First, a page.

News, Reviews, Features, Trailers & Rants...
Watching this fascinating documentary about a celebrity/literary scandal that unraveled in the media in 2005, it struck me that this is really something I should already know about. It's astonishing that the high-profile hoax at the centre of this film, which connected - and fooled - so many famous names across film and music, managed to happen at all, but the real miscarriage of justice here is that apparently I have been completely unaware of it until now. Was I more ignorant of the literary world and of pop culture in general than I thought? It seems unlikely. Regardless though, it's probably fair to say that going into this film entirely 'blind' makes for a more incredulous (and therefore more rewarding) experience.
If documentary film was once considered the presentation of truth, the best examples of its contemporary boom seem now more concerned with examining the nature of truth itself. As if the genre had begun to no longer trust its own motives, we now see deliberate use of unreliable narrators, and are invited to consider the anatomy of a lie. Lance Armstrong is as unreliable a subject as you're likely to find, and by the end of Alex Gibney's latest film, you're still not sure whether he's telling the whole truth.
Right, let's stop mucking about with the gifs and the cock jokes. This is a serious documentary about war and lies and cover-ups and stuff. But have no fear: both I and this website are more than capable of sober critical discourse, and will address the subject with no small amount of intellectual rigour. Also, that Julian Assange has funny-looking hair, right guys?
Last time I saw a documentary that had some scenes dramatised by actors, I think it was 'Women Who Kill: The Rose West Story' or maybe 'Inside Hitler's Bunker' on the Biography Channel. It's never been a very credible device, especially nowadays, when the fashion in documentary is 'stripped back, no narrator'. So The Imposter deserves no end of praise, not only for bucking this trend with its acted-out scenes, but for taking what could've been a weeknight Channel 5 true story and telling it like a truly gripping drama.
Posted by Ali
at 21:26 on 19 Dec 2010
If you want to get the best out of Catfish, stop reading this review immediately and just go see it - it's in cinemas and available to watch online now. The movie's marketing team know an enigmatic approach is key, as its ads suggest you "don't let anyone tell you what it is" a la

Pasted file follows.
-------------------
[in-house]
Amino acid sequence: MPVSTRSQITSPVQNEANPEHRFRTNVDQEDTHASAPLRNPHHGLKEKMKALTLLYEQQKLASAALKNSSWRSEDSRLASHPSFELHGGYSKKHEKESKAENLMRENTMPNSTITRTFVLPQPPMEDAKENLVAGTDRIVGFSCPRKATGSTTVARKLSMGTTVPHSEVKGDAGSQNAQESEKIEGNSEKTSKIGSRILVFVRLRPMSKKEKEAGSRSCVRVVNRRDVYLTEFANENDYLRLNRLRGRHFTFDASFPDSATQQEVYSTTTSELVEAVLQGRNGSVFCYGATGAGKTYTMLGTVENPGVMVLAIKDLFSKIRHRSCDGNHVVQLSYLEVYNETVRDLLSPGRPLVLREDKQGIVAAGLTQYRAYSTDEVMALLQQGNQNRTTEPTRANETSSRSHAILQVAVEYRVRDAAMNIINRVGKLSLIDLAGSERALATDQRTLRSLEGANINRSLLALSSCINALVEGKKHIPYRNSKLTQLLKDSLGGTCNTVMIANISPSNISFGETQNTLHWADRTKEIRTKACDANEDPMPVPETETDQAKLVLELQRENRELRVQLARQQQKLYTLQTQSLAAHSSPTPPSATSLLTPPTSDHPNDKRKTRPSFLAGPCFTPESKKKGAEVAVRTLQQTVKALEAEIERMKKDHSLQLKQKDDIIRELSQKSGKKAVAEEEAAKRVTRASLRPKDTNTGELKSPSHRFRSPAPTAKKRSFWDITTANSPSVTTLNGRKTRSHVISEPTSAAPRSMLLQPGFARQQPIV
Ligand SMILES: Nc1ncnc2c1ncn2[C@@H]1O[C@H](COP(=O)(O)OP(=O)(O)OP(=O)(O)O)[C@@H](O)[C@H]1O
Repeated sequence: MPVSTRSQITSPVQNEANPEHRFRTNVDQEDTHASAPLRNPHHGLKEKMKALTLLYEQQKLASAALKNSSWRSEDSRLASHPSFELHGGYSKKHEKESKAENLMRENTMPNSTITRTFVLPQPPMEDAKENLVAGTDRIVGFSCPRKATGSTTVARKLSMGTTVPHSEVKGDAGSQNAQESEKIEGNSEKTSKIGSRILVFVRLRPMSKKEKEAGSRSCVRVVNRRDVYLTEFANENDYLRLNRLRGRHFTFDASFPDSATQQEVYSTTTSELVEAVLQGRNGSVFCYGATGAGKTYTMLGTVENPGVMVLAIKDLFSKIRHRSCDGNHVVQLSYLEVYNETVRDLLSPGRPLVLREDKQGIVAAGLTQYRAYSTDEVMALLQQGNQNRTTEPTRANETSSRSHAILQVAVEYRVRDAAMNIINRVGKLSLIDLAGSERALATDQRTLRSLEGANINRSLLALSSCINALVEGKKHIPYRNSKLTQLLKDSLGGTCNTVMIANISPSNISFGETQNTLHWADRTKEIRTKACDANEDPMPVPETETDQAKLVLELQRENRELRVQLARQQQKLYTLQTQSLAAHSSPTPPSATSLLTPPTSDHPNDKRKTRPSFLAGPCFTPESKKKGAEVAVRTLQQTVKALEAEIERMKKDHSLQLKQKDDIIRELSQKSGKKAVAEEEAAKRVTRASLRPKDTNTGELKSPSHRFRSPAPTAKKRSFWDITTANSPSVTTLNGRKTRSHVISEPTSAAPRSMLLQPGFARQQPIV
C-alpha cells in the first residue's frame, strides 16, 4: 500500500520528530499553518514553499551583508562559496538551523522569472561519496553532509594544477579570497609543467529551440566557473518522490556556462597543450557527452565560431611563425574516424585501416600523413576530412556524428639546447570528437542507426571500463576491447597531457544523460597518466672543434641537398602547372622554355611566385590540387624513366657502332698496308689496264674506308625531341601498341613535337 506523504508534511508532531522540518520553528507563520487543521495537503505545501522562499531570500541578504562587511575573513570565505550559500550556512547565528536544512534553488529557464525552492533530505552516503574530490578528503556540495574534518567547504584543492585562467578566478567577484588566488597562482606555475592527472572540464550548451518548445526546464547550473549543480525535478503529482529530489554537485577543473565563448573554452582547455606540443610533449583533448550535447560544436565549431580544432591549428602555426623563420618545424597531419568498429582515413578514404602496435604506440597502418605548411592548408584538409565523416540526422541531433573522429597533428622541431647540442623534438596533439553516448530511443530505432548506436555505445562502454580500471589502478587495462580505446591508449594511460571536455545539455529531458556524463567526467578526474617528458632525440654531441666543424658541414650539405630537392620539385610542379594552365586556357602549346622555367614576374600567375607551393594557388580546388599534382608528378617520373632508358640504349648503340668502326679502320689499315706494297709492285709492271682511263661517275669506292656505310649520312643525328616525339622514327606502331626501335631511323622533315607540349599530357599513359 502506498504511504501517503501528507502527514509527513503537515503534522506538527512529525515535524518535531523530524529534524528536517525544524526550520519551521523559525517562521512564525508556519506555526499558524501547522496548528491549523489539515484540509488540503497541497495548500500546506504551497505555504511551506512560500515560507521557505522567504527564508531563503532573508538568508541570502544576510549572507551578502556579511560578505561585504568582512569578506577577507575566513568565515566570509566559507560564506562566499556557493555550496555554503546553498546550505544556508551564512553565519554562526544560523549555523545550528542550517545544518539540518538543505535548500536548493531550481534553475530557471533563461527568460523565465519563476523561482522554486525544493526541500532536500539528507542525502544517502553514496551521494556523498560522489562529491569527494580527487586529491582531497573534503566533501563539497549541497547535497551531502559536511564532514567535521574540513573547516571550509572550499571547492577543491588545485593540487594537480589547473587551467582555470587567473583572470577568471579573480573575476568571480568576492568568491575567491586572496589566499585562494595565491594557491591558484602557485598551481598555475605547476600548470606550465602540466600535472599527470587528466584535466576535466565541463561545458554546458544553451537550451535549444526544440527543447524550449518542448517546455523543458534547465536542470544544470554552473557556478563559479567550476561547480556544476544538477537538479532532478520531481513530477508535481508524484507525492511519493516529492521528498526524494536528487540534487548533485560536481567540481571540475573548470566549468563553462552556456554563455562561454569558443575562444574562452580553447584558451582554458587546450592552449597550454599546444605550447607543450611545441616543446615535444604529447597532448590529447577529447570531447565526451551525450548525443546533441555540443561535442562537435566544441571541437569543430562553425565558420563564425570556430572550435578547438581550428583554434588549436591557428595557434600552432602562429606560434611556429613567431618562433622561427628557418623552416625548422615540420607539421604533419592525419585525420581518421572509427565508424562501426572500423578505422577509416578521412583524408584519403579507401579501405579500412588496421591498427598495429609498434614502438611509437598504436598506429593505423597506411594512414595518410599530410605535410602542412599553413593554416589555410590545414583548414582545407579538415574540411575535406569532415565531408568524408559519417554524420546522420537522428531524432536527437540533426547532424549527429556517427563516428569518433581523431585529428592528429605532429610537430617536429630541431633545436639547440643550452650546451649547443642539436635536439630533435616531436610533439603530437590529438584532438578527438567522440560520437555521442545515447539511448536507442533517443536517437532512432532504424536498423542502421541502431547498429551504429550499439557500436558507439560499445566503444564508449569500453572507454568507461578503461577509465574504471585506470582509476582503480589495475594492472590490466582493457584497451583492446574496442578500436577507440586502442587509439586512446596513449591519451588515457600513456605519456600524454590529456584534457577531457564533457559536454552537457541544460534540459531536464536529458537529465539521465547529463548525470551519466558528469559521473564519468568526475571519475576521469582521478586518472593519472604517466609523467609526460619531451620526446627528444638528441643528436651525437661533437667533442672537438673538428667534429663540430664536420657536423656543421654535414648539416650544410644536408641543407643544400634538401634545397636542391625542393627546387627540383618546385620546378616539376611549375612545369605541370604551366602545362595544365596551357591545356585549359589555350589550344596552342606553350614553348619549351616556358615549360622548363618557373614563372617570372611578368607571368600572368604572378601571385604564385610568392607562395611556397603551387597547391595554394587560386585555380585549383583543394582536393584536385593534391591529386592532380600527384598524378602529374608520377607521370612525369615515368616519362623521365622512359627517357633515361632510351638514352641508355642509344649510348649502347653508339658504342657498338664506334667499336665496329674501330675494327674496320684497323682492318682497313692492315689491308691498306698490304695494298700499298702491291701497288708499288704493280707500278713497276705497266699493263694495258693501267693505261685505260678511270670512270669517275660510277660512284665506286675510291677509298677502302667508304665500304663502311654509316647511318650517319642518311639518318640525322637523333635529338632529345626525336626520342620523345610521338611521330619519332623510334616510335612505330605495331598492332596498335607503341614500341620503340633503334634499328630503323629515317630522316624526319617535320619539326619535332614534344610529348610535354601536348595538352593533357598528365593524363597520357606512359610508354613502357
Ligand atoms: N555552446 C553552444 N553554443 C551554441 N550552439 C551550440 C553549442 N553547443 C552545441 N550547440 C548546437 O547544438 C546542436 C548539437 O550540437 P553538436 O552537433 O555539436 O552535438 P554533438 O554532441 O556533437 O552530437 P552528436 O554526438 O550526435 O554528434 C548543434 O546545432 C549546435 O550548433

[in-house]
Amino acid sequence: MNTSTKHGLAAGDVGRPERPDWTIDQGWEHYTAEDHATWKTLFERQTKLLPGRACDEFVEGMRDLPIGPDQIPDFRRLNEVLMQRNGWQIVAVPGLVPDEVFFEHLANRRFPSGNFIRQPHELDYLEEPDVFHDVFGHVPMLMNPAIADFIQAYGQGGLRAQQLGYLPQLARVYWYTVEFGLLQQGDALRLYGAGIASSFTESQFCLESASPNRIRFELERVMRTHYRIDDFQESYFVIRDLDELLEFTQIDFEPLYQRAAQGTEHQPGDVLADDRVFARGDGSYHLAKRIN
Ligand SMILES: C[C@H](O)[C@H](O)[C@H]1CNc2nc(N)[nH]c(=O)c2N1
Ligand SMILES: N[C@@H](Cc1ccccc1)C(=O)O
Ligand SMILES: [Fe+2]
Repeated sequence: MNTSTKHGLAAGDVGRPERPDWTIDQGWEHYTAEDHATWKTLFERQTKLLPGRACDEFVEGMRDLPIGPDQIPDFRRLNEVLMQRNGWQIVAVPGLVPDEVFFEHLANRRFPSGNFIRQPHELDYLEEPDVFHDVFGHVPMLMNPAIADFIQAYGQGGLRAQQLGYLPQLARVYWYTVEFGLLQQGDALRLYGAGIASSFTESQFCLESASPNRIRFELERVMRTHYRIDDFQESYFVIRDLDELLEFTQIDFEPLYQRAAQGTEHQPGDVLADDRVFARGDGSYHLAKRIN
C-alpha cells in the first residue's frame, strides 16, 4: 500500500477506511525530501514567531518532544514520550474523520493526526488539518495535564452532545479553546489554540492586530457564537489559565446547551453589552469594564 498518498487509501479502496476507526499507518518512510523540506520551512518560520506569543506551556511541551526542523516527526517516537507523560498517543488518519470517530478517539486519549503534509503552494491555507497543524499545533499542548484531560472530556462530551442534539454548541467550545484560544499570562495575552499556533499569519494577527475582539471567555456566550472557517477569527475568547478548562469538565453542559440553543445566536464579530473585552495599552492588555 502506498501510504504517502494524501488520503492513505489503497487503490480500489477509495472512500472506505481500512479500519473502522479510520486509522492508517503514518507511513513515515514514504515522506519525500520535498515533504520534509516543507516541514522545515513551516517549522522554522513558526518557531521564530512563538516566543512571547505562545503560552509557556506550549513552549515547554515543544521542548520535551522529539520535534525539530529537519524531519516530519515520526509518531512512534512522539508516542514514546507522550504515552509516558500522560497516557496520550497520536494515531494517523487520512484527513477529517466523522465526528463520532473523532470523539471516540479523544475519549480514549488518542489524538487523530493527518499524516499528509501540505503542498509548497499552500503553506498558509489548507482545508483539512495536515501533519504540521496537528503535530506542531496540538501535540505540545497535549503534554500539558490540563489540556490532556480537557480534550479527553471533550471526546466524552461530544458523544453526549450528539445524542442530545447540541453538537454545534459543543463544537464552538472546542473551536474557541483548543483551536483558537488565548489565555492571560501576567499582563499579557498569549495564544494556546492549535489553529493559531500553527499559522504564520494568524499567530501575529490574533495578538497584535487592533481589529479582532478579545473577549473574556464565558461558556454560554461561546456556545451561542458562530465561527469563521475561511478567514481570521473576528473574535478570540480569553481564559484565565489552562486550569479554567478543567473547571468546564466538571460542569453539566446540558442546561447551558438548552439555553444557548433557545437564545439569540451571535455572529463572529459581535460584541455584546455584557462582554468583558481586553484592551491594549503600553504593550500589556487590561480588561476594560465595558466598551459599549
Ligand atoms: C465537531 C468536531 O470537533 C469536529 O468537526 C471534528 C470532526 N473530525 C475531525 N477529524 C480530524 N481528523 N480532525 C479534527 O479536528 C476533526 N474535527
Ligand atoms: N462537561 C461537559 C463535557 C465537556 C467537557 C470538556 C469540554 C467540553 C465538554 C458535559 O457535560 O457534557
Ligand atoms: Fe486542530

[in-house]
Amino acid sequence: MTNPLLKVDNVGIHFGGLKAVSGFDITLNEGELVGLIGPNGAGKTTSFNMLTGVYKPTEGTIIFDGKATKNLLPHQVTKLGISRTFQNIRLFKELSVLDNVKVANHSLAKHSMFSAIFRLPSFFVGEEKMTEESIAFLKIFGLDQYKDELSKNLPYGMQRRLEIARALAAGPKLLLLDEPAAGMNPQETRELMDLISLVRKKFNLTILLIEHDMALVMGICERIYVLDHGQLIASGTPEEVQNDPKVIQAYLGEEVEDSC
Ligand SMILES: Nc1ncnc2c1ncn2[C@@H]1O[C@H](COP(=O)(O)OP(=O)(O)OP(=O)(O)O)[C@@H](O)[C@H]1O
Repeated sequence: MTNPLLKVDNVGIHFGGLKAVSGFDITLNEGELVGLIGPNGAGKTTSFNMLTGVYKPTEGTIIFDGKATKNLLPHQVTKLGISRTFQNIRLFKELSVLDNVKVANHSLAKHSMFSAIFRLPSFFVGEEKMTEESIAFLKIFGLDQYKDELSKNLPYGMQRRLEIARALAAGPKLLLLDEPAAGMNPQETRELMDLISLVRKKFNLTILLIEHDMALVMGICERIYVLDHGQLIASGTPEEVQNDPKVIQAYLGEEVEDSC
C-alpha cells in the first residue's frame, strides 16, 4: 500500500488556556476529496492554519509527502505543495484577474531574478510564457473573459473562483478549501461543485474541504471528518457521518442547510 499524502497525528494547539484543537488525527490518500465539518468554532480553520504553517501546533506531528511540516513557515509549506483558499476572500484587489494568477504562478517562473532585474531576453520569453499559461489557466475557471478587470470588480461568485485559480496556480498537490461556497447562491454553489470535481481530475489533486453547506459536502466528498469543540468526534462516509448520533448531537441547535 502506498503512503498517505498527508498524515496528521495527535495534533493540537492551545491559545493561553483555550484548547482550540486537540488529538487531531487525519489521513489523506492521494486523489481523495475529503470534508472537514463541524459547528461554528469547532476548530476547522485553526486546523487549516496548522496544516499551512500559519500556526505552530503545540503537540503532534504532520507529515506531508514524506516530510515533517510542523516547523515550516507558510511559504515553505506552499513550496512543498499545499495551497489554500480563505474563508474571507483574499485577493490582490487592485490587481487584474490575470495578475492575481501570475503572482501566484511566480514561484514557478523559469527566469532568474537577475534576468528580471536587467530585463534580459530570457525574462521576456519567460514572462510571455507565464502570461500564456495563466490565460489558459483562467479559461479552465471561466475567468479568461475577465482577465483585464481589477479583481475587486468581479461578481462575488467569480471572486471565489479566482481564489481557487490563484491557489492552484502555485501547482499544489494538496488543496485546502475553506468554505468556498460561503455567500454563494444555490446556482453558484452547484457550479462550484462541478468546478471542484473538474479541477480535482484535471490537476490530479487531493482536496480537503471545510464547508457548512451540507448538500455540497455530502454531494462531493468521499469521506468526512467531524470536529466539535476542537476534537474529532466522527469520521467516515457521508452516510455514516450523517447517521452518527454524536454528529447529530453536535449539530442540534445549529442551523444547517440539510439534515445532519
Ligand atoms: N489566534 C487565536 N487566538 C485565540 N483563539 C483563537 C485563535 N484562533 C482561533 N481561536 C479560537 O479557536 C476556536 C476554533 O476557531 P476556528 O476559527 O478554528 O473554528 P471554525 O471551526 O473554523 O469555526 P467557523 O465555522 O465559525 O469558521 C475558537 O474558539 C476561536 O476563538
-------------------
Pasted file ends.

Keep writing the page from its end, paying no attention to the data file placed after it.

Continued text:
Psycho - the first hint you're in for a surprise that's nasty and nice in equal measure.
Posted by Mark
at 23:18 on 18 Apr 2009
There's a new kind of film on the block. And Religulous is it. To call it a documentary is a palpable nonsense: it's a documentary in the same way that a film without any CGI is a documentary - a record of staged events engineered to create and further an opinion. In effect, Religulous is a filmed thesis; a visual presentation o...
Posted by Anna
at 19:56 on 04 Aug 2008
On August 7th 1974, one man crossed the void between the two towers of the World Trade Center, 1,350 feet above the streets of New York - on a wire. No harness, no safety nets, no TV crew filming him. The only thing stopping him plummeting hundreds of feet was his own skill and determination; one quiver and he'd had it.
Posted by Mark
at 20:39 on 08 May 2008
"After those two records, those two works of art, everything else is merchandising the memory." - Peter Saville
The lens of time perverts memory. Now, right now, this very second, we are living in historic times. Across the world, right now, events are happening that will be chronicled in history. But us, we're too busy livin...
Posted by Mark
at 23:18 on 17 Apr 2008
Martin Scorsese's long-running love affair with music - first cemented with The Last Waltz, confirmed with Bowie's best ever role in After Hours and the Dylan documentaries - becomes flesh with Shine A Light. Ostensibly a recording of a Rolling Stones concert in New York, Shine A Light is actually an unwitting comedy classic.
Posted by Ali
at 21:07 on 22 Nov 2007
Michael Moore makes horror films. The truths uncovered by the tubby liberal are often far more terrifying than the half-baked shocks of the tired old slasher genre and the manner in which his greedy subjects use regular people as commodities makes me sick to my stomach, more so than any torture porn. His latest polemic sees him ...